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The "Vancian to Psionics" project is a conversion of the standard (Vancian) system of magic used by version 3.5 of the Dungeons and Dragons role-playing game over to a different (Psionic) system.
The result is a .pdf with a current page count over 300.
The project has a discussion thread on giantitp.com.
I am one of those who thinks the psionic subsystem is one of the most elegantly designed things in D&D 3.5. In many ways, I think it's how spellcasting should have been done in 3.5 to begin with. And I'd like to use it for more things.
But when I try to replace the core vancian casting with psionics, I run into a couple of problems.
- Options are missing. There are things the core classes can do that simply can't be faithfully replicated with psionics. The psionic system is powerful enough, no doubt about that. It can pretty much always get the job done. But if I wanted to, say, play a necromancer, I'd probably have to reflavor Astral Constructs as my zombies and some Stygian powers as my negative energy effects. Which works, but wasn't really what I was looking for in the first place. Which brings me to the second problem:
- The flavor doesn't always fit. Now, I think it's cool - if viewed on its own terms. The crystals and tattoo theme the books have going on is a perfectly good way to look at magic, but in my experience, it doesn't always live up to people's ideas about what D&D magic "should" look like. DMs still ban psionics for "flavor reasons", or because it doesn't "fit their setting". Which, I must say, I understand perfectly.
So what can I do? Well, I devised a twofold solution to the twofold problem.
- I translated the core spells and classes over to psionic mechanics.
- As for the system itself (as well as some doodads like the basic magic items), I changed every reference to "power", "manifester", "crystals" and "psionic", and so on to... well, their arcane counterparts. In other words, when people say "just reflavor psionics to fit your setting/concept" - I'd like to think I did precisely that.
- There's a spell point variant in Unearthed
Arcana/the SRD, as well as about 500 homebrew versions.
Why, oh why, Ernir, are you trying to invent the
The primary difference between this project and every other spell point variant I have seen is simple - I rewrote the spells so that they take the system into account. No other spell point system I have seen has done this. In addition, this isn't really a new spell point system. This is the well known and researched psionic system, which we all know works. I just added a paint job and a new bell or two.
- Did you fix magic forever?
No, I didn't. My primary goal was to give the vancian flavor a better system, balancing it was not my primary concern. The Wizard class resulting from this is still exorbitantly more powerful than any "mundane" class in WotC D&D, if you ask me. That being said, I did rewrite all the spells, and of course I couldn't resist ironing out some of the kinks I know of. When it came to this, I concentrated my efforts on getting rid of the spells that have truly unbounded/uncontrollable consequences. Wizards can probably still solo most level appropriate encounters, but I hope they'll now run into trouble solo-ing some campaign settings.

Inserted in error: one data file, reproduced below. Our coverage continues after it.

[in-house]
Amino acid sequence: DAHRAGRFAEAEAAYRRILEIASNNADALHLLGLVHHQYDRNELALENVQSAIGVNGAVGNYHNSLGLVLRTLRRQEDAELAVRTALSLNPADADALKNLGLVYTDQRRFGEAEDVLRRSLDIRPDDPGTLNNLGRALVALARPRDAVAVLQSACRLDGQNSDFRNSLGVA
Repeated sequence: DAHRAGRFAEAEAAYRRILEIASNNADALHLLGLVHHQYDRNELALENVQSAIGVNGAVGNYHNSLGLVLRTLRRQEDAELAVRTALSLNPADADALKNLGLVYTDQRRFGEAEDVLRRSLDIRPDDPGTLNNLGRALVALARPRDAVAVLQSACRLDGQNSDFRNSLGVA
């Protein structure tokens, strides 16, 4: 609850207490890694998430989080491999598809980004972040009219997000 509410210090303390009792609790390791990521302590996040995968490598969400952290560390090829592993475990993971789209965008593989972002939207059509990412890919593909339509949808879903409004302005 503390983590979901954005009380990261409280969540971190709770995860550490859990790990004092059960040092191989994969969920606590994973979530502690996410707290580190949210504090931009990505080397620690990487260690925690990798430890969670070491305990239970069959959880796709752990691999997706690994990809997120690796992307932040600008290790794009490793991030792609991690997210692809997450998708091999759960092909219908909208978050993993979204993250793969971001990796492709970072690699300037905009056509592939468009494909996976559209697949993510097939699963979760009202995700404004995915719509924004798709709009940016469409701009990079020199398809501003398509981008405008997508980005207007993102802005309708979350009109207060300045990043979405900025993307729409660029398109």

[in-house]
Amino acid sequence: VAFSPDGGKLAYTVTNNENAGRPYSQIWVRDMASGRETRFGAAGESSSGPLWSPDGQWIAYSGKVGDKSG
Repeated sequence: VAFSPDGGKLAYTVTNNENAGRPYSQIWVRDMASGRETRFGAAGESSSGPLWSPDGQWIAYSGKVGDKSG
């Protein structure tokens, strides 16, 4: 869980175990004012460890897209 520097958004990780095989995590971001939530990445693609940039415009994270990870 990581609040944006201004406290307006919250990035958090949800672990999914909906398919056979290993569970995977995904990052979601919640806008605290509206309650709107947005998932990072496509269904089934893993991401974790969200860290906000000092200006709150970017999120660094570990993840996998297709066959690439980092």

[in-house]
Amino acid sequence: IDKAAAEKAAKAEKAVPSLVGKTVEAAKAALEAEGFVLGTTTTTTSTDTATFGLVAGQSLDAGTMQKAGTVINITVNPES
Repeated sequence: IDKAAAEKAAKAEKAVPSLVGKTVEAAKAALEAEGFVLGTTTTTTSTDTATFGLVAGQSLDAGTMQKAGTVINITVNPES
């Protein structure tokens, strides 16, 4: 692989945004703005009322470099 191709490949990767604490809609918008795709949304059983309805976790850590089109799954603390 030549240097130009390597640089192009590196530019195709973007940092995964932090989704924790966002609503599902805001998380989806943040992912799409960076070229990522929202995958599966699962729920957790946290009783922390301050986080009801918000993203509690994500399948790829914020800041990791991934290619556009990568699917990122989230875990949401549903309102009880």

- Did you leave some spells out?
Lots of spells weren't precisely reproduced. Most of those, however, I just merged with others. The augment system provided by psionics makes it particularly easy to merge spell chains (that is, spells that are just greater/lesser versions of other spells). In addition, I merged some spells that I knew would just never be taken as a spell known otherwise.
- Did you add a lot of your own content?
Mixing the core spells up with my own eccentricities was not my original intent. Nevertheless, I did eventually decide to make up quite a few spells of my own (and steal a few psionic powers), usually to fill in nearly-empty spell levels. Entirely new content has been delegated to its own section, clearly marked near the bottom of the file.
Did you change the psionic base system at
A few changes were necessary, for example, changing the discipline/subdiscipline arrangement to fit the school/subschool structure of traditional casting. But I did make some less trivial changes.
- Most significantly, save DCs are now calculated using the number of spell points (power points) spent on the spell, rather than the level of the spell (power). Also, you can now spend more points on a spell than given in its spell points (power points) line, usually to increase the save DC (in other words, all spells now have a "null augment"). This is mostly because adding "Augment: For every 2 additional spell points you spend, this spell's save DC increases by 1." to every single thing was starting to look really ugly.
- I added a "Polymorph" subschool to the transmutation school to contain the mechanics of my new Polymorph-ish spells.
- I added a "minion" type of spells to put a cap on the number of will-less minions any given caster can control.
- Are you done working on this?
No. Next up is to update more magic items, and hack on some epic support. Maybe make some more base classes of my own! I'll be here for a while.
- What are you working on right now?
New base classes, and trying to find the courage needed to tackle Epic.
Can I contribute?
Yes, you can! Feedback in the giantitp.com comment thread is always appreciated, much of it has already made its way into the document one way or another. If you are daring (and have the tiniest bit of LaTeX know-how), you can head over to Github (see to the right) and have a peek at the source, too.